Another product that is winning acceptance in the industry for its ability to improve soil flora and so plant health and vigour is worm compost, sold by Powys-based ORM under the name Wormcast-Pro.

According to sales manager Tony Beaumont: "It's full of beneficial bacteria and nematodes — the good ones that drive away the bad ones — as well as humic acids and micronutrients, to create a healthy environment in the rootzone and so give you strong, disease-resistant plants."

ORM claims to be the largest worm breeder and supplier in the UK, turning farmyard manure and vegetable waste into a product that is Soil Association-approved and can be mixed to order for growers and used straight away.

Like other such products, Wormcast-Pro is compatible with integrated pest management regimes, though it will itself reduce the incidence of pests such as aphids and spider mites, the company says.

James Coles and Stewarts Nurseries are two growers that have already successfully trialled the products, Beaumont says, while a partnership with Sinclair Horticulture now promotes its wider distribution. "Most growers who have tried it have cut back on fungicides or even use none at all," he says. "But this sort of thing is still in its infancy."

The potential use of these products extends across horticulture, the company says, with turf and landscaping standing to benefit as well as production horticulture.

Natural ingredients

Another type of product with a humble source that is finding a wide application in horticulture is a garlic-based range from Aston Horticulture. The range includes Tree Wash, a foliar spray for top fruit, and Garshield, a blend of garlic, seaweed and citrus extracts that helps plants repel pests and diseases while promoting strong growth.

According to the company's founder Hugh Struth: "Unlike conventional treatments, there's no chemical setback with these."

The company has also found an application in turf enhancement with its Aston Turf, which it claims will reduce or even eliminate the need for chemical treatment against many of the familiar pest and disease problems of grass, thanks to the anti-bacterial and anti-fungal properties of the garlic-derived compound allicin.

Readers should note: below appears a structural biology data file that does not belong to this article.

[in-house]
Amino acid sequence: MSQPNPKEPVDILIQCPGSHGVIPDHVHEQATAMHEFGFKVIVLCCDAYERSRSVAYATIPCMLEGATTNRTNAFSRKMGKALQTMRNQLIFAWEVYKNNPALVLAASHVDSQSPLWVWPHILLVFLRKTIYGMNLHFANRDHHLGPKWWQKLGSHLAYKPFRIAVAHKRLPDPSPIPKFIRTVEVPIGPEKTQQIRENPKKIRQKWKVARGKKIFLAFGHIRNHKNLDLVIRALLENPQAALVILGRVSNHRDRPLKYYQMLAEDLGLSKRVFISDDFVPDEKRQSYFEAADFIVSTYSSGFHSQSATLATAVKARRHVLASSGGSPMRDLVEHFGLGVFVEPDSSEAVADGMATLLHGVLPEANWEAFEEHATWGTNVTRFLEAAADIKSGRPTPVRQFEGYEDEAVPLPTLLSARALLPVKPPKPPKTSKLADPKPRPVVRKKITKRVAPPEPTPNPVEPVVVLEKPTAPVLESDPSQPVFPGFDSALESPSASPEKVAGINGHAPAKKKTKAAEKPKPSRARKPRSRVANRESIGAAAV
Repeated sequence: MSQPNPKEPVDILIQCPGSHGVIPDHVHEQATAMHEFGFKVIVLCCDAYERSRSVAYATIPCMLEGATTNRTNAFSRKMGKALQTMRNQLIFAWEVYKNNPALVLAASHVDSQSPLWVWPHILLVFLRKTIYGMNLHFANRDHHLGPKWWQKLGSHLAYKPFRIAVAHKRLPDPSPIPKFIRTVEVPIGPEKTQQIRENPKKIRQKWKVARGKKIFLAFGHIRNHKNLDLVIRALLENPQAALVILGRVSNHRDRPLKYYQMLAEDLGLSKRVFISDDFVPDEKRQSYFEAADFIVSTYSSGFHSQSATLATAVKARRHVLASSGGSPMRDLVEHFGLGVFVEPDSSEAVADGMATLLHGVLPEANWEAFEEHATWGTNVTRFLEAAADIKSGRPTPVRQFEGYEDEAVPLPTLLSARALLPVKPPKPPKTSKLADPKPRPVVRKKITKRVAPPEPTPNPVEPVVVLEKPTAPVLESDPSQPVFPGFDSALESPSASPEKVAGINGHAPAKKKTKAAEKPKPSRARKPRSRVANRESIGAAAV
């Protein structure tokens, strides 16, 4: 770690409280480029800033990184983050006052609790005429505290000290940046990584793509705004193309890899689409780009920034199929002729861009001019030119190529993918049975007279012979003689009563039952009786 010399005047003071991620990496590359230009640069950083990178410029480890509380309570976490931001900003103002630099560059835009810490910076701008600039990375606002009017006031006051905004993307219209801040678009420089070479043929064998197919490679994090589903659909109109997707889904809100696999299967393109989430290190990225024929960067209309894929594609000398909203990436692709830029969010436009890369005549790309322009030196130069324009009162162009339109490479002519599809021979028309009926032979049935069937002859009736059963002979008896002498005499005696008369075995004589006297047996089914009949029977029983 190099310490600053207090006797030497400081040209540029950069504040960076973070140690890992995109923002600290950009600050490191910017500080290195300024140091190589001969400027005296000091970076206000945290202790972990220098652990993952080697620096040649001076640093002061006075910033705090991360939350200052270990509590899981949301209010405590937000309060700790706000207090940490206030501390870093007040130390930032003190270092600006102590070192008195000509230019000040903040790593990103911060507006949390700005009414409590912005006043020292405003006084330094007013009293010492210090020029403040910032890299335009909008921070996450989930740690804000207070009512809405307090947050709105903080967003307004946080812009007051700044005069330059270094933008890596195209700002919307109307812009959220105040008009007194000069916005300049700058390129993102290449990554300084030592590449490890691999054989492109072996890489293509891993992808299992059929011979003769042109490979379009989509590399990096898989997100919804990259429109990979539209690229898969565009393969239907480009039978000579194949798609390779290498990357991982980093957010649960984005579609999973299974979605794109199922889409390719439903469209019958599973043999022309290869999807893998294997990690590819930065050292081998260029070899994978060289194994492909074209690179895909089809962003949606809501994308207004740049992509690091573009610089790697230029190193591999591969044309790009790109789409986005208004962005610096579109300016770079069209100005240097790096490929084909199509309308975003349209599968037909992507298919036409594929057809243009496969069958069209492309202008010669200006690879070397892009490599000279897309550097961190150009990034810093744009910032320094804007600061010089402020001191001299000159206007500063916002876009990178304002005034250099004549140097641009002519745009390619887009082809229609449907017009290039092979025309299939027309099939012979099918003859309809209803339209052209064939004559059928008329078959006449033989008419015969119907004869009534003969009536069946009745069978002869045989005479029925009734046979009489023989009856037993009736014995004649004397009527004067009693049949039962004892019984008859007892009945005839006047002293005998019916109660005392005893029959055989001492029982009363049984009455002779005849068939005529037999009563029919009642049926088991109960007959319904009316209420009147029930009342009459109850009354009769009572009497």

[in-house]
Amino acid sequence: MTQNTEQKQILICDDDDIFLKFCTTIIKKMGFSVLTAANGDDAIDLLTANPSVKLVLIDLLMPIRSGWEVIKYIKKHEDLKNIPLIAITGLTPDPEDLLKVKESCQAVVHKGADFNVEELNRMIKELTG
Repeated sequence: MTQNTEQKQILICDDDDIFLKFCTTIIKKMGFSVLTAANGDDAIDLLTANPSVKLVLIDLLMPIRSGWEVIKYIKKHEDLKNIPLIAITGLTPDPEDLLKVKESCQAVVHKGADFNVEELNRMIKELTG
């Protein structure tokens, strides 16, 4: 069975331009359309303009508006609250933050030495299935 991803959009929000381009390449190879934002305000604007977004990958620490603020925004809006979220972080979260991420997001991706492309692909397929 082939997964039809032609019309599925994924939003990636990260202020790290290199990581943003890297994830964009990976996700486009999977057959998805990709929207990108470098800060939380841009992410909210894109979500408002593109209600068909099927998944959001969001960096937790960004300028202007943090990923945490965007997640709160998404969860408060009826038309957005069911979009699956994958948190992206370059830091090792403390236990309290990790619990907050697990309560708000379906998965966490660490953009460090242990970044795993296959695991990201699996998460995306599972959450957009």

The company's product Rabitof, when applied as a foliar spray, serves as a deterrent to rabbits and other browsing creatures.

As part of what he describes as his "retirement hobby", Struth has even bred two varieties of garlic that have a high sulphur content, to create a more potent product.

Trials that are taking place with the Horticultural Development Company and with growers are already providing promising results, Struth says. He concludes: "We learn every year through feedback from growers."



Planting at the Royal Botanic Gardens, Kew's 2007 "Mediterranean Summer" display benefited from Rootgrow Plus mycorrhizal granules — so much so that designer and installer East of Eden Plants of Cornwall has become an agent for the product, which it sells to both the retail and professional markets.

According to owner Peter Belton: "Our main thing is Mediterranean and tropical planting designs, and we feature Rootgrow because it's good for our plants. But after the Kew planting we got a large number of landscapers wanting to enhance their own plants' survival chances, as well as amateur gardeners looking to promote growth in an organic way."

Explaining how it works, he says: "Plants and mycorrhizae have evolved a symbiotic relationship. The fungi massively increase the root surface area and hence the uptake of water and nutrients, but that gets lost in cultivation."

By one estimate, around 90 per cent of plant species are capable of forming symbiotic relationships with mycorrhizal fungi. They are, to some extent, host-specific but manufacturer Plantworks gets round this by incorporating fungi from 10 different genera to ensure broad application, rather than producing plant-specific treatments. Belton says: "Only one or two will get picked up by the plant and there are some species, such as Rhododendron, which do not form such symbiotic relationships."

The nursery recommends combining fungi with a later dose of the seaweed-derived nutrient Maxicrop. "It will stimulate the plant in different ways. Seaweed is high in micronutrients that boost the plant in ways that NPK alone won't."

He says commercially grown plants, both ornamental and edible, could benefit from such treatment, but he would like to see more research on the benefits.